7 Best Android App Emulators for Windows
Android app emulators for Windows lets you test-drive Android applications on your PC. You may have experimented with an application that comes bundled with a software development kit. But third-party apps offer the best simulation experience.
Third-party Android emulators run the latest games launched on Google Play, or allow budding developers to experiment with their brand new app. Here’s a rundown of some of the best Android emulators on Windows.
BlueStacks is one of the best emulators with which to play Android games on PC. It runs old as well as new apps launched on Google Play. You can also try out an app you have written. Just right-click on your .apk file and select the app player to test it out.
Once BlueStacks could run only a handful of apps, but with recent enhancements you can now run many applications and games effortlessly, though you may experience slow frame rates while playing 3D games. The app player has a nifty search option, where you can type in the app name, click on the search result, and wait for the app to install completely.
The app player also lets you tweak and manage installed apps. You can change the app size (tablet, large phone or default), uninstall apps, or add an onscreen keyboard. There’s also an option to sync your phone or tablet with your PC using this app player.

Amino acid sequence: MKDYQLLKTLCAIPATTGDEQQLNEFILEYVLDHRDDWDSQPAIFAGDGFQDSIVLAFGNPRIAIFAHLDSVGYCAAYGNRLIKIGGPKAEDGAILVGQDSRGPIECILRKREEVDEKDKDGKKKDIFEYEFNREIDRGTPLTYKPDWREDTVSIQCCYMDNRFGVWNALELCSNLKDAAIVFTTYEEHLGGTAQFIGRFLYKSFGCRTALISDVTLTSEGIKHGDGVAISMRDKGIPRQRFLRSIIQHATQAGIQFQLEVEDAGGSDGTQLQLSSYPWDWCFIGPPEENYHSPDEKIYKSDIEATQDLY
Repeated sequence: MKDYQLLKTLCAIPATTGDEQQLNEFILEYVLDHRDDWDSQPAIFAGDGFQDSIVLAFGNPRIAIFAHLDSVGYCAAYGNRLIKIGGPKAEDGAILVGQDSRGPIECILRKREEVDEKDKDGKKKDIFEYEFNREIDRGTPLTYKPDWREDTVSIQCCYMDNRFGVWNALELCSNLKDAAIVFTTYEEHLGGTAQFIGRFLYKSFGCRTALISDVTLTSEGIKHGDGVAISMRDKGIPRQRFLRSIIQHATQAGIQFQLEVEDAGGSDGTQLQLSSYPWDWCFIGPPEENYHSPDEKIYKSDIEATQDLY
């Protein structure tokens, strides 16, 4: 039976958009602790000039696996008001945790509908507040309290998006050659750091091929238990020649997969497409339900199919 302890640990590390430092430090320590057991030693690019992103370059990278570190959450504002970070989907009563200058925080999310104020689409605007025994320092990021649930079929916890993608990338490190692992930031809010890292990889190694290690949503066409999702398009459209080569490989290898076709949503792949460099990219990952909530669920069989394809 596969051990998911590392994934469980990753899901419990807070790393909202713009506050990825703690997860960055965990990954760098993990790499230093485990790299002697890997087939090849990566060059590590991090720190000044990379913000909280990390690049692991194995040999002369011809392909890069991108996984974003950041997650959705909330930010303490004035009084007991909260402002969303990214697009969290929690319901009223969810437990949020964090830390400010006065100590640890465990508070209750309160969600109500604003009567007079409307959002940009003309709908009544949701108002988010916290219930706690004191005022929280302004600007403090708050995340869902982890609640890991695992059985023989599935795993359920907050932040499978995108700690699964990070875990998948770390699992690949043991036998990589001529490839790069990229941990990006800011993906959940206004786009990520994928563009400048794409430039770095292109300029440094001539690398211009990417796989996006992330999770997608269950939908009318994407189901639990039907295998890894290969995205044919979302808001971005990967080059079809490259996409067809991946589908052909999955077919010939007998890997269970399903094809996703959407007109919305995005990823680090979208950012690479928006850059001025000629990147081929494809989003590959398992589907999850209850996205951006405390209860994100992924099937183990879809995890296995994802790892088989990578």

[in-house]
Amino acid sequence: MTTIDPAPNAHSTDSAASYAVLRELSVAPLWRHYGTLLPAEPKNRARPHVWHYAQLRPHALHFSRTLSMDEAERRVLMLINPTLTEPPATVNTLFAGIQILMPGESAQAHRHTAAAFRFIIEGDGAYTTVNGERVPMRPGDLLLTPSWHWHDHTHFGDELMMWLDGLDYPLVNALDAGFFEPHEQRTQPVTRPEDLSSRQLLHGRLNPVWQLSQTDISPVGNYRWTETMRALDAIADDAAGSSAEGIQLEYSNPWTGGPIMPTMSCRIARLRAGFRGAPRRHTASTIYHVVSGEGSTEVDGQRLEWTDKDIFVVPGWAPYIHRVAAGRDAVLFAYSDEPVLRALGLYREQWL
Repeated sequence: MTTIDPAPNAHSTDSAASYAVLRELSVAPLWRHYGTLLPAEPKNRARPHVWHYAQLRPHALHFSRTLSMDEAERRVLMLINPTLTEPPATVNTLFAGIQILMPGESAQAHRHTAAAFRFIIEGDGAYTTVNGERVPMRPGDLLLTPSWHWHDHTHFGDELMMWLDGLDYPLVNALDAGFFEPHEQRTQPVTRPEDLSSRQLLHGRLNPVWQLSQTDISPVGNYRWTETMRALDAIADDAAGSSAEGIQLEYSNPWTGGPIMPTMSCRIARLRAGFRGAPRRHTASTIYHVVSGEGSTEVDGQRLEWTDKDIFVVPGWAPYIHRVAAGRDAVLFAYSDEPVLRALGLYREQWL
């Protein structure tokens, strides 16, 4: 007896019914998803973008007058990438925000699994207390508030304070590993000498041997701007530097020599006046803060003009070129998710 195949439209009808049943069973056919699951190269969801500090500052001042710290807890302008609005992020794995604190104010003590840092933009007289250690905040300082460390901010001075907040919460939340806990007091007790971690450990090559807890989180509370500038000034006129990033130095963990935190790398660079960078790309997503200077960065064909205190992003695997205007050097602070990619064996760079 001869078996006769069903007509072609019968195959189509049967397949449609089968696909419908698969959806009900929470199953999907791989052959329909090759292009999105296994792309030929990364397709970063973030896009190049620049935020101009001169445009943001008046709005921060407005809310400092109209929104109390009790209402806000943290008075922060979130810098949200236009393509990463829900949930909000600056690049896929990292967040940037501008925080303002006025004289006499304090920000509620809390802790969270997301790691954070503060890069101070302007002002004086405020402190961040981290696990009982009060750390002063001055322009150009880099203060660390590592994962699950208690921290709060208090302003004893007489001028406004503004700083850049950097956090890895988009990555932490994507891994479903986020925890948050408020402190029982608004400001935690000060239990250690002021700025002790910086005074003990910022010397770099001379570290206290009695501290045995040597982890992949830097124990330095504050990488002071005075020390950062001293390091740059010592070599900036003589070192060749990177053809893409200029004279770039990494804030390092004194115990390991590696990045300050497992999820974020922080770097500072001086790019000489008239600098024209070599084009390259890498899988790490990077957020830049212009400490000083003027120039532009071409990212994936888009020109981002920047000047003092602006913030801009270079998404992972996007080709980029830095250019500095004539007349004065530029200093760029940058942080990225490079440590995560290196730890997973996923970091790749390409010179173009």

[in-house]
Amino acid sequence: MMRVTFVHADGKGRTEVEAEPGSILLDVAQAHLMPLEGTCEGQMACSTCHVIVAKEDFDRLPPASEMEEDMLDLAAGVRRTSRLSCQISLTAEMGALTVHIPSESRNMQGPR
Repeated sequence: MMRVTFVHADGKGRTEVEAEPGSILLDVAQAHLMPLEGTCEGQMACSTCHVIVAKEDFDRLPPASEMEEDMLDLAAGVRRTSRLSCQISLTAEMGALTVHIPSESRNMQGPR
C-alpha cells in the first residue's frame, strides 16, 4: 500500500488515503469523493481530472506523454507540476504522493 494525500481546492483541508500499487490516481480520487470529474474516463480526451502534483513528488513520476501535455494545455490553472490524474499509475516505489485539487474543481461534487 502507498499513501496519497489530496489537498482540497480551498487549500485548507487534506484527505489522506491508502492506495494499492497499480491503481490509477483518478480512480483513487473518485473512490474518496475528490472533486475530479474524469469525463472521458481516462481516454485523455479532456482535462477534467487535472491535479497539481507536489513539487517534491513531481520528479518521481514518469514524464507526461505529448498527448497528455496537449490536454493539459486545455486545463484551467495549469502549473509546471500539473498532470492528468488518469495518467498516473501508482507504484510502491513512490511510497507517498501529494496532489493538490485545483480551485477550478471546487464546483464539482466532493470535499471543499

The best part of the application player is its interface. I found it very simple and clutter-free. I could easily find my installed apps via a menu enlisting all applications horizontally. There’s also a vertical sidebar that suggests new apps to download. BlueStacks is still in beta mode and is available free, but it may turn into a paid app in the future.
The newest version can now play a majority of apps, including top 3D games.
Andy Android emulator will run any app on your Windows PC provided you have a decent rig. Built on the Oracle VM VirtualBox, this emulator is fully customizable and will run smoothly on modern PCs. The makers of Andy have also launched an application that turns your Android tablet or Smartphone into a controller. Just download the app and play your favorite games on your PC wirelessly.
Downloading and installing Andy setup will take time. Before installation, check whether your PC meets Andy’s requirements. Andy is CPU-intensive software and requires a minimum of 3GB RAM and 20 GB of hard disk space. Your PC should have a dual-core CPU that supports virtualization technology. Make sure you have enabled Vt-x in the BIOS.